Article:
Combine dry ingredients in a mixing bowl and whisk to combine. Slowly add the water, whisking to break up any lumps. Add the 2 tablespoons olive oil and briefly whisk again. Cover and allow to sit undisturbed for at least 1 hour but up to 12 hours.

Place one oven rack in the middle and another about 6 inches from the top. Place a cast-iron or other heavy 10- to 12-inch skillet or pizza pan in the oven and preheat to 450 degrees.

Carefully remove the hot pan and add 1 tablespoon of oil, swirling to coat the bottom of the pan. Whisk the chickpea batter briefly, then pour it into the pan and put back in the oven. Bake for 8-10 minutes, or until it looks firm and the edges are set.

Heat the broiler and brush the top of the socca with more olive oil, if desired. Set the pan on top rack and broil until the socca is browned in spots.

Use a spatula to remove the socca from the pan, cut into wedges and serve hot!

Black Rice Coconut Pudding

About 6 servings

This simple recipe makes a lovely breakfast or dessert pudding. Use less sweetener if serving for breakfast, more if serving for dessert.


1 cup black rice

2 cups water

1 can coconut milk (light or regular), well stirred

1/8 to ¼ cup sugar, honey or maple syrup

¼ teaspoon salt

Optional toppings: Toasted unsweetened coconut flakes, diced fresh mango, chopped pistachio nuts


Combine rice, water and coconut milk in a medium, heavy-bottomed saucepan. Bring to a boil over medium-high heat, then reduce heat to low, cover the pot, and simmer for 45 minutes, stirring occasionally.

Add sweetener and salt and simmer, uncovered, stirring occasionally, for about 15 more minutes, or until the pudding is thick (with most of the liquid absorbed) and the rice is tender but still chewy. If the pudding seems too dry, add extra water, ¼ cup at a time, while it simmers.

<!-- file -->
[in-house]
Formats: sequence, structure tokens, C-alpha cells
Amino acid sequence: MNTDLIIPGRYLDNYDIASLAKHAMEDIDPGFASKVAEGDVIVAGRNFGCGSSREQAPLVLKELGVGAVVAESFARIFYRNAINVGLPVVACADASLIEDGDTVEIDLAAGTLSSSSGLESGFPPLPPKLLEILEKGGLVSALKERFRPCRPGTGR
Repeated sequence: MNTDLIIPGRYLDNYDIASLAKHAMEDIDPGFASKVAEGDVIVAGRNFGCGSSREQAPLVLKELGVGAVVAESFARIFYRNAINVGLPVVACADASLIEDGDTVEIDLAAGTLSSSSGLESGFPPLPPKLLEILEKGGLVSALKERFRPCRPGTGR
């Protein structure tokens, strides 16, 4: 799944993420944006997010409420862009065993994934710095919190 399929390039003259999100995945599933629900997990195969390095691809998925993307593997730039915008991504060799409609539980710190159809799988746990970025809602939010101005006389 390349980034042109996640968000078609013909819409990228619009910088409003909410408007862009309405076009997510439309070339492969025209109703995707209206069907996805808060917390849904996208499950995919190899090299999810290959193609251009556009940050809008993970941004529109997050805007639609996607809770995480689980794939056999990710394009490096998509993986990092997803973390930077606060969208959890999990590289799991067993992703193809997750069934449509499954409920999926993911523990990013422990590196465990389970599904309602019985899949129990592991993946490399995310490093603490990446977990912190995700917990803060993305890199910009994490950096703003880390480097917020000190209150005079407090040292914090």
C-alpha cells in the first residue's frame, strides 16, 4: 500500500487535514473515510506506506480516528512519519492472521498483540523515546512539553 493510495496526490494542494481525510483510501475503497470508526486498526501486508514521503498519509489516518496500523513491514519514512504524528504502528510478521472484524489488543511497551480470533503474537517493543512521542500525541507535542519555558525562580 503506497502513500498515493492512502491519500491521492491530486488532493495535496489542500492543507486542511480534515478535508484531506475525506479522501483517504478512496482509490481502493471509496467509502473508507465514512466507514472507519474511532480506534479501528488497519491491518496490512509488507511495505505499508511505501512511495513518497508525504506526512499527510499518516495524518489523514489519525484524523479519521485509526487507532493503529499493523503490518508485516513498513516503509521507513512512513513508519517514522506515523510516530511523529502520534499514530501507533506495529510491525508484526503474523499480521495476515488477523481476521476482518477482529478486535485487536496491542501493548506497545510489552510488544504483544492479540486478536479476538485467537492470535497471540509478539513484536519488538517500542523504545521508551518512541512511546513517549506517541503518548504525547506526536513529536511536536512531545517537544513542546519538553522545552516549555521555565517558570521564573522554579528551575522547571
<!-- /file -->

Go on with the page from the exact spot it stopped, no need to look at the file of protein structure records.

Remove from heat. Serve warm or at room temperature with desired toppings.

Mediterranean Sorghum Salad

About 6-8 servings

This salad makes a flavorful side dish or stand-alone salad entrée. If serving as an entrée, serve over arugula or other greens. Leftovers pack well in a jar for a brown-bag lunch. I used Wondergrain [] whole-grain sorghum, but other brands will work, too.


1 cup whole-grain sorghum

4 cups water

1 can chickpeas (garbanzo beans), rinsed and drained

1 English cucumber, peeled and chopped

1/3 cup toasted walnuts, coarsely chopped

3 green onions, chopped

1 cup cherry tomatoes, cut in half

1 cup chopped fresh Italian parsley (you can swap part of this for fresh oregano or basil)

½ cup crumbled feta cheese


¼ cup olive oil

3 tablespoons fresh lemon juice

1 garlic clove, minced

1 teaspoon sea salt, or to taste

Freshly ground pepper to taste


Rinse and drain the sorghum. Bring the water to boil in a medium saucepan, then add the sorghum. Cover, reduce heat and simmer for 45 minutes or until tender. Cool sorghum to room temperature, fluffing with a fork occasionally.

Meanwhile, make the dressing and prep the rest of the ingredients.

In a large bowl, combine the next four ingredients (chickpeas through green onions). Add the sorghum and gently stir to combine. Drizzle the dressing over the contents and stir again. Add the cherry tomatoes, fresh herbs and feta and gently fold to combine. Adjust salt and pepper to taste, and serve.